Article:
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British Aircraft Carriers 1945-2010

04 Jul 23


(Osprey – £12.99)

ISBN 9781472856876

48 pages

This handsomely illustrated slim volume on British Aircraft Carriers 1945 – 2010 is the latest edition (NVG-17) to Osprey’s New Vanguard series of brief primers on warships. It follows on from Angus Konstam’s British Aircraft Carriers 1935 – 1945. The book is crammed with information in a different way to the splendid pocket size Ian Allan ‘abc’ series of similar length on warships of the 20th century (by H M Le Fleming) and includes a bibliography and index. The book is enhanced with full page colour paintings and a two-page coloured sectioned illustration of HMS Victorious in 1961 by Paul Wright. The splendid dramatic painting of HMS Hermes, on the cover, with an oversized funnel gives her a more impressive, muscular look.

Rather than a straight chronological account, the subject is covered in three sections, each dealing with different aspects, similar to David Hobbs approach in British Aircraft Carriers: Design, Development & Service Histories. First ‘Design & Development’, which, at over half the book is the main part. It concentrates on the evolution, problems, and innovations (jets, catapults, angle decks, mirror landing aids and VSTOL aircraft).  It makes the very valid point that since World War II, the actual age of the carriers was less important than the ability to upgrade them, in line with the latest technological developments and adapt their roles to reflect new and changed needs. This of course remains even more true today with the speed of change of modern technology (drones, hypersonic missiles, etc.). The rest of the section deals with naval aviation, providing a good, concise account of the development of naval aircraft, with their changing roles and deployment as well as the sad decline of the British aviation industry.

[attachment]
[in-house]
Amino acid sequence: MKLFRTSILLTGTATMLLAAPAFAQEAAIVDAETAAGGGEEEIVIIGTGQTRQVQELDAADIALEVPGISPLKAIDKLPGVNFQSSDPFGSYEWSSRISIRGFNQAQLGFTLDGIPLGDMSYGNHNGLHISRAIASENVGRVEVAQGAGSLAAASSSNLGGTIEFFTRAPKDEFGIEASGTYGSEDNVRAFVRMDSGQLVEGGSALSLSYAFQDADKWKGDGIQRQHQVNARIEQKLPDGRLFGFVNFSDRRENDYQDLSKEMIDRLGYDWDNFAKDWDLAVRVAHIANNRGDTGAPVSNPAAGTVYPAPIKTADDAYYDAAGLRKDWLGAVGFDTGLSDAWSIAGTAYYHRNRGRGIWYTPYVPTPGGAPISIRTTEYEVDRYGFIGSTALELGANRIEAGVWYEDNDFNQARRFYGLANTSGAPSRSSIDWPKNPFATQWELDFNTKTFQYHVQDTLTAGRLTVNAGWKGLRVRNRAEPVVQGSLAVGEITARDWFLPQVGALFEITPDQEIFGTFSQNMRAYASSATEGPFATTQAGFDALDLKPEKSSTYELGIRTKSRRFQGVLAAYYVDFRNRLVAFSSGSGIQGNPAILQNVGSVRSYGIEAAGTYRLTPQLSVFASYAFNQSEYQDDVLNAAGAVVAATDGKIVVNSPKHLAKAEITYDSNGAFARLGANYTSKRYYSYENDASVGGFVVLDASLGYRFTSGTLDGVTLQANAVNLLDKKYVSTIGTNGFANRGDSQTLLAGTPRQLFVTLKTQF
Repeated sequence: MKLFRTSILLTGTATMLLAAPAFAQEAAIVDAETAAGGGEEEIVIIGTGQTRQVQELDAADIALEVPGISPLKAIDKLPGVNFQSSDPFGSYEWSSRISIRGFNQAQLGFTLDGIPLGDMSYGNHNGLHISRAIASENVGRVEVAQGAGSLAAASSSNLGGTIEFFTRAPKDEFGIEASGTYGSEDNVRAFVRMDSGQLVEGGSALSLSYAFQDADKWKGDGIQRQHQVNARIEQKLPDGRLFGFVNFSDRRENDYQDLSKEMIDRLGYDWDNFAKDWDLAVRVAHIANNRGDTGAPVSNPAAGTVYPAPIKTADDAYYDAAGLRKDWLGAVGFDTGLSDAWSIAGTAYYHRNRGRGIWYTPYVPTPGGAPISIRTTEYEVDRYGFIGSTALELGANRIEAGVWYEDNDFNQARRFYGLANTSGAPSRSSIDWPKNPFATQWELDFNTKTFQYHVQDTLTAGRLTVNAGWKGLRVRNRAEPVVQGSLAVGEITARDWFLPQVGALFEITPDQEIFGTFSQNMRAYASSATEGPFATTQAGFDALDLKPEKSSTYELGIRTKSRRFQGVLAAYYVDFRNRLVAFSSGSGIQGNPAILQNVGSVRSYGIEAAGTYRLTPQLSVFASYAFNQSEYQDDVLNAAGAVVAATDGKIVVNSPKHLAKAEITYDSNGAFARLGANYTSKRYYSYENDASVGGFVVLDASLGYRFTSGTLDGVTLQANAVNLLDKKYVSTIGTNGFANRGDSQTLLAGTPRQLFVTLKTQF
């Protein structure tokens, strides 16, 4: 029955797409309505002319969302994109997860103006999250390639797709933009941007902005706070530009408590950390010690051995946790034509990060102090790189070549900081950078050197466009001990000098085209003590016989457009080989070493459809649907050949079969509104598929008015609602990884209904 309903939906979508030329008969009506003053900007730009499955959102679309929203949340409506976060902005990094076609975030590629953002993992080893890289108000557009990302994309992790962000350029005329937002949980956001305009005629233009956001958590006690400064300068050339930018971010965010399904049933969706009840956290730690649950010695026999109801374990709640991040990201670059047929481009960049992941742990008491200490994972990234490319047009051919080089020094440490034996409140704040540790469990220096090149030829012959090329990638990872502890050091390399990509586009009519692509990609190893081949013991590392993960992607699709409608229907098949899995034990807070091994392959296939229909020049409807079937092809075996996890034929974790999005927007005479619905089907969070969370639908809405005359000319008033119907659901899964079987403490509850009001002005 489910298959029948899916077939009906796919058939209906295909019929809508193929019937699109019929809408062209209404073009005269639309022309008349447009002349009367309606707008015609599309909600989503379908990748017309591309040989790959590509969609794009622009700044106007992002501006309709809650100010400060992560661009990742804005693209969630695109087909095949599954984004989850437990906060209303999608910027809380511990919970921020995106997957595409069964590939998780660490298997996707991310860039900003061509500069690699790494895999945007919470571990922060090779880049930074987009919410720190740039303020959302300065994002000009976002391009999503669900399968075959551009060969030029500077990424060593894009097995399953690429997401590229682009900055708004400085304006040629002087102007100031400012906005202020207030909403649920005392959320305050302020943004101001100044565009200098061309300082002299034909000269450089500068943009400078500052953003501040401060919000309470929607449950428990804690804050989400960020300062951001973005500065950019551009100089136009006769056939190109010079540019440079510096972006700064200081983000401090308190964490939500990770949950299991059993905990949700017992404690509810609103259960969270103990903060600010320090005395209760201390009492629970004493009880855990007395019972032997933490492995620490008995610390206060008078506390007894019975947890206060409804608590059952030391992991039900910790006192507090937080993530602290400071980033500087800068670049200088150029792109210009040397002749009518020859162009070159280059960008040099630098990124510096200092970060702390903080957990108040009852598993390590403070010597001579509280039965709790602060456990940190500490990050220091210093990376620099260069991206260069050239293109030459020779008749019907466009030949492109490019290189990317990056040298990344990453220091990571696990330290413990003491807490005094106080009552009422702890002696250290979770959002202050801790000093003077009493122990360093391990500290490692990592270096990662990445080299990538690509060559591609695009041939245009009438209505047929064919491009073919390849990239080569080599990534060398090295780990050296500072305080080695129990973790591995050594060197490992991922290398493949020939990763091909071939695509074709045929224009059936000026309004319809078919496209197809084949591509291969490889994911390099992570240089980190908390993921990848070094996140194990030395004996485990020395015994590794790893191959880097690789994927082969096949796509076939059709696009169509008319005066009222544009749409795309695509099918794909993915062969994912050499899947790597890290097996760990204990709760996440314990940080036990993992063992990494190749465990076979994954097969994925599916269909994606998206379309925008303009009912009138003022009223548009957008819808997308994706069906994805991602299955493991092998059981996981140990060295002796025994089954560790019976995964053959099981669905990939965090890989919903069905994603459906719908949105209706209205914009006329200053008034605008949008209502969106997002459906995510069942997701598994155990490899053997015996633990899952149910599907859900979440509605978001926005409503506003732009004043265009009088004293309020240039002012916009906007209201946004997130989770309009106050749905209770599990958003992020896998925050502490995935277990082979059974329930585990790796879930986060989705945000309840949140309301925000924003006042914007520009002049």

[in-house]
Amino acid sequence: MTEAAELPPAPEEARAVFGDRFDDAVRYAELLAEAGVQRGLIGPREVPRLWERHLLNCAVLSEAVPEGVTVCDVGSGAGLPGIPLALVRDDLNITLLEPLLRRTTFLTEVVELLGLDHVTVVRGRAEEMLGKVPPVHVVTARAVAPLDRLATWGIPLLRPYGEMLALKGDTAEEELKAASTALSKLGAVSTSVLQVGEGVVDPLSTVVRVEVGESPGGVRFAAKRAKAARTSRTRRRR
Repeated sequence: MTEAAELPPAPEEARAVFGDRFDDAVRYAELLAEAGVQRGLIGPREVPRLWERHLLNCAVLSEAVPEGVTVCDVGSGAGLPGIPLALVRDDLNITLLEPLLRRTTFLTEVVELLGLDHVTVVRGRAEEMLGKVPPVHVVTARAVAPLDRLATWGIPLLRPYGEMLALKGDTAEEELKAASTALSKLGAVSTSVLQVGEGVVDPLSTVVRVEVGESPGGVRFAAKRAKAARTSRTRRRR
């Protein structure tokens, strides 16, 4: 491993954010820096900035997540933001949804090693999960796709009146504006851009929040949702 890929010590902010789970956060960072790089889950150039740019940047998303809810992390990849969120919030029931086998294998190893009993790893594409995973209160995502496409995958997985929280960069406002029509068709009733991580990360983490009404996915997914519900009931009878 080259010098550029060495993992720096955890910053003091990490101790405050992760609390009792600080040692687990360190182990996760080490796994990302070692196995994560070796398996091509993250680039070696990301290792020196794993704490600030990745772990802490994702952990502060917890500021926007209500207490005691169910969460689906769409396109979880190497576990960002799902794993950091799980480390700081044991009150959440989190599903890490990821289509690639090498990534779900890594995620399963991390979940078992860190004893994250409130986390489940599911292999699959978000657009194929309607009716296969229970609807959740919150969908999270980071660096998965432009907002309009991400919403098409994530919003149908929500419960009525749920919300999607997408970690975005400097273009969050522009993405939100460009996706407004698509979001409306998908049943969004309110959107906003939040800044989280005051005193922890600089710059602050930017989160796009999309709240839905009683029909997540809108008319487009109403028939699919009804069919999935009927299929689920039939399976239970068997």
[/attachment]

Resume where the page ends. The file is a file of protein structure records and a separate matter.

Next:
After a short section on ‘carriers in action’, which includes a good summary of air operations in the Falklands Conflict there is the main data section. The ‘ship Specifications’, are set out in pretty accurate data tables, though HMS Eagle is described as a ‘light carrier’.  The section includes 24 very brief potted histories of each carrier. There is a certain amount of overlap and the individual ship histories need to be read in conjunction with the events described in the previous section.

In short, it is a handy quick reference book with many data tables and summary boxes, handsomely illustrated with many photographs and full colour pictures. It is well recommended.